We are back after a week off, and apparently your co-hosts used the extra time to sharpen disagreements about old school topics like … GTMO! Tune in for:
Latest in Guantanamo
The U.S. Court of Appeals for the D.C. Circuit today rejected arguments by Abdul Razak Ali, an Algerian national held at Guantanamo Bay, that the full breadth of the Fifth Amendment’s Due Process Clause applies to Guantanamo detainees. The court denied Ali’s petition for a writ of habeas corpus.
You can read the opinion and judgment below:
We are back with an interview-focused episode! Tune in as Professors Chesney and Vladeck interview Brigadier General John G. Baker, USMC. Gen. Baker is Chief Defense Counsel for the military commissions at Guantanamo.
And, yes, there’s frivolity at the end... Bills-themed frivolity!
The D.C. Circuit will hear oral arguments on December 11 in Ali v. Trump. Abdul Razak Ali, who has been detained at Guantanamo for over 17 years, had petitioned for an initial en banc hearing before the D.C. Circuit but that request was denied. Ali seeks relief under the Due Process Clause for his continued detention at Guantanamo.
Last month, the military commission for the matter of United States v. Khalid Shaikh Mohammad et al. (i.e., the 9/11 trial) held a marathon three weeks of nearly back-to-back hearings. After being held up by delays in the publication and release of relevant transcripts, this post summarizes these proceedings and identifies several areas of potential interest, including testimony from two FBI special agents regarding their interviews with the defendants and their prior knowledge of alleged torture by the CIA.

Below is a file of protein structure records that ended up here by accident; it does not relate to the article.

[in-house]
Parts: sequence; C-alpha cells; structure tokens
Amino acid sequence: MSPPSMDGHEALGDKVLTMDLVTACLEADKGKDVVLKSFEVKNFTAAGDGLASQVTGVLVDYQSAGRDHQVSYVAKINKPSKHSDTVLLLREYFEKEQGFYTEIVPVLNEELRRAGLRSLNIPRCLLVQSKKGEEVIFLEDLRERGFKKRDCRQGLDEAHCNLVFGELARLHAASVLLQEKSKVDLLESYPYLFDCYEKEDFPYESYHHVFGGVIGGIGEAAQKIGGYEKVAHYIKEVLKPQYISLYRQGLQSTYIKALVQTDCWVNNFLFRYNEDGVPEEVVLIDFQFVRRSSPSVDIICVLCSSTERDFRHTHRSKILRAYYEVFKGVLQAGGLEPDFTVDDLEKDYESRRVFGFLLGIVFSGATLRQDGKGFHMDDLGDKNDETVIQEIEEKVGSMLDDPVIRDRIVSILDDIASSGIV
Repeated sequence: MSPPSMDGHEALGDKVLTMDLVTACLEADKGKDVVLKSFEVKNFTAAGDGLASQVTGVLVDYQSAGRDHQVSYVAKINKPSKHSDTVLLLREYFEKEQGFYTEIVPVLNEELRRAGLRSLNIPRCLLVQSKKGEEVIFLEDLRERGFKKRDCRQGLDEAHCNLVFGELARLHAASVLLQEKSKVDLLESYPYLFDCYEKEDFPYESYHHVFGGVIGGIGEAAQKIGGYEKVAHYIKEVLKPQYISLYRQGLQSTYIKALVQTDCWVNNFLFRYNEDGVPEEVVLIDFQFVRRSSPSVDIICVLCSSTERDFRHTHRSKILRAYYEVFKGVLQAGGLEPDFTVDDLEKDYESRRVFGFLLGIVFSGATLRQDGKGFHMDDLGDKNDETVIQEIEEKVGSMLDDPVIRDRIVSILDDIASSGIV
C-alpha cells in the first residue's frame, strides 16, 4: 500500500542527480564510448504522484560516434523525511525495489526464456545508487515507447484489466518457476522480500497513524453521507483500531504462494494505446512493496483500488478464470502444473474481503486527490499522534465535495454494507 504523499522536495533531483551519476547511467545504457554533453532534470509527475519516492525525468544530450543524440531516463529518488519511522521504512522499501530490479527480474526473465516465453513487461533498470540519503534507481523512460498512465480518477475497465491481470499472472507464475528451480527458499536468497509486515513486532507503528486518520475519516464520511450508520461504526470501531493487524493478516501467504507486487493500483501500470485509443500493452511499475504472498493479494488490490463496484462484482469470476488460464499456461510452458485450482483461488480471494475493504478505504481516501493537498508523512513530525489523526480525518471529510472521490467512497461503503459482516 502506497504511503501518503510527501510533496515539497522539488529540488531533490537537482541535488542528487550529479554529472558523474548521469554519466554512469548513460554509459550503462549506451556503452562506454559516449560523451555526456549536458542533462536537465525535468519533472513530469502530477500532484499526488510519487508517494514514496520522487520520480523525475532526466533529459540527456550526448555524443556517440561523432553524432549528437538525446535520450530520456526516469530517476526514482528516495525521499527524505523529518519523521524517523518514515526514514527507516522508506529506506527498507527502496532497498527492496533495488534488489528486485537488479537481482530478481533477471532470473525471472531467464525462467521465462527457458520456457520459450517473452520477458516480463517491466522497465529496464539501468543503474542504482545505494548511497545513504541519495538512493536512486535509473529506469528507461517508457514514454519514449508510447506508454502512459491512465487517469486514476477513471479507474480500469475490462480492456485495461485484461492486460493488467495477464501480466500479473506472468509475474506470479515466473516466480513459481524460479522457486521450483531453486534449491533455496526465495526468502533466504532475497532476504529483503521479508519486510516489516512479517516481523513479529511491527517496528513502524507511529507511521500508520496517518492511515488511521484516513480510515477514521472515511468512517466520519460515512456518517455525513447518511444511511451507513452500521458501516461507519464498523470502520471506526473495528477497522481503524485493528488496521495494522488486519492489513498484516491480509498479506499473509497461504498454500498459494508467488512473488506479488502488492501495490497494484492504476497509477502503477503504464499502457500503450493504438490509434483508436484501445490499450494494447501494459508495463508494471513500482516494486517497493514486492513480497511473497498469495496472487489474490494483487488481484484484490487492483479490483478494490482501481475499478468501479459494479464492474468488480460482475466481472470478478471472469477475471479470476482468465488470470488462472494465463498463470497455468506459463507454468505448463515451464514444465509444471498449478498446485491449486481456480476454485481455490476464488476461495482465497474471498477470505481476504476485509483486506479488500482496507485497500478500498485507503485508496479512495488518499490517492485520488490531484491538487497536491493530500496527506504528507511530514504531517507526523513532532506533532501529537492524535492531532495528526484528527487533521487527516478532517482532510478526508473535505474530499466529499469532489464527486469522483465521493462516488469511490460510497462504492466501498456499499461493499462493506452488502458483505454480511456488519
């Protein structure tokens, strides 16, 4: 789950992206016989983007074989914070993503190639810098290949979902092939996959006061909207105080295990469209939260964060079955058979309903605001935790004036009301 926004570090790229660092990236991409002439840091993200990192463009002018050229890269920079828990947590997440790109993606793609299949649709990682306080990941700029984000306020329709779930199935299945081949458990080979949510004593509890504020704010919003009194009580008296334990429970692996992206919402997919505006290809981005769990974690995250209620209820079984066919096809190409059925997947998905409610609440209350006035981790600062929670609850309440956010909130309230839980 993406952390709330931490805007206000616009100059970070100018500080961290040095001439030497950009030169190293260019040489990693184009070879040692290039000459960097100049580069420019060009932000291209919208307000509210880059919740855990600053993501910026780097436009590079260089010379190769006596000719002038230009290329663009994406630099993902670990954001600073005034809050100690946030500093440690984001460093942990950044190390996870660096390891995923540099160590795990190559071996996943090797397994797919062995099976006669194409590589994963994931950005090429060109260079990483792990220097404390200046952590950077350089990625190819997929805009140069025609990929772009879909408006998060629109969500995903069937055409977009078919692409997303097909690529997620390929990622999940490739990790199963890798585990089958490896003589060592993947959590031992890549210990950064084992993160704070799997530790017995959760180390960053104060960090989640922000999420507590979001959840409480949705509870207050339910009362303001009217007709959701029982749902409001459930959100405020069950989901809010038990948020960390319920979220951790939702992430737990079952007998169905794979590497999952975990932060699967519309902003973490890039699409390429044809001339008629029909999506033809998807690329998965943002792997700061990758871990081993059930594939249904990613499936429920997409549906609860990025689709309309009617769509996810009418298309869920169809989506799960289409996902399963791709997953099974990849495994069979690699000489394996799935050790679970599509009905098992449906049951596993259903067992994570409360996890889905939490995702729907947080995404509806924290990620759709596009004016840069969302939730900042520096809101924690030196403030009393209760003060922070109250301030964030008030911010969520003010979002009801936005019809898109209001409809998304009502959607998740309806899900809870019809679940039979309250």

Update on the Military Commissions: Continued Health Issues, Recusal Motion and a New Cell in 'al-Iraqi'
The military commission trying alleged al-Qaeda commander Abd al-Hadi al-Iraqi reconvened Aug. 21-28. You can find previous Lawfare coverage here and here.
On June 21, the U.S. Court of Appeals for the D.C. Circuit returned to the question of the constitutional rights possessed by the detainees remaining at the U.S. naval base at Guantanamo Bay, Cuba. In particular, Khalid Ahmed Qassim asserted a Fifth Amendment due process right to see the classified information that allegedly supports his detention.
Last Week at the Military Commissions: 9/11 Commission Debates Who Gets to Determine When Hostilities Began
The military commission in United States v. Khalid Shaikh Mohammad, et al. (i.e., the 9/11 military commission) reconvened from April 29 to May 2. The parties discussed conflict of interest concerns, the disclosure of classified documents, and how to approach the determination of whether or not there is an armed conflict, among other issues. Before recessing until the next session in mid-June, presiding military judge, Col.
Defense counsel on behalf of Guantanamo detainee Moath Hamza Ahmed Al-Alwi have filed a reply in further support of their petition for a writ of certiorari with the Supreme Court in Al-Alwi v. Trump. The government's brief opposing certiorari is available here.
The U.S. Court of Appeals for the District of Columbia Circuit on Tuesday issued its opinion in In Re: Abd al-Rahim Muhammed al-Nashiri. The court held that Col. Vance Spath, the judge in the al-Nashiri case, should have been disqualified from his position while seeking a job as an immigration judge with the U.S. Department of Justice. The court vacated every order Spath has issued since Nov. 2015 as well as related rulings by the Court of Military Commissions Review.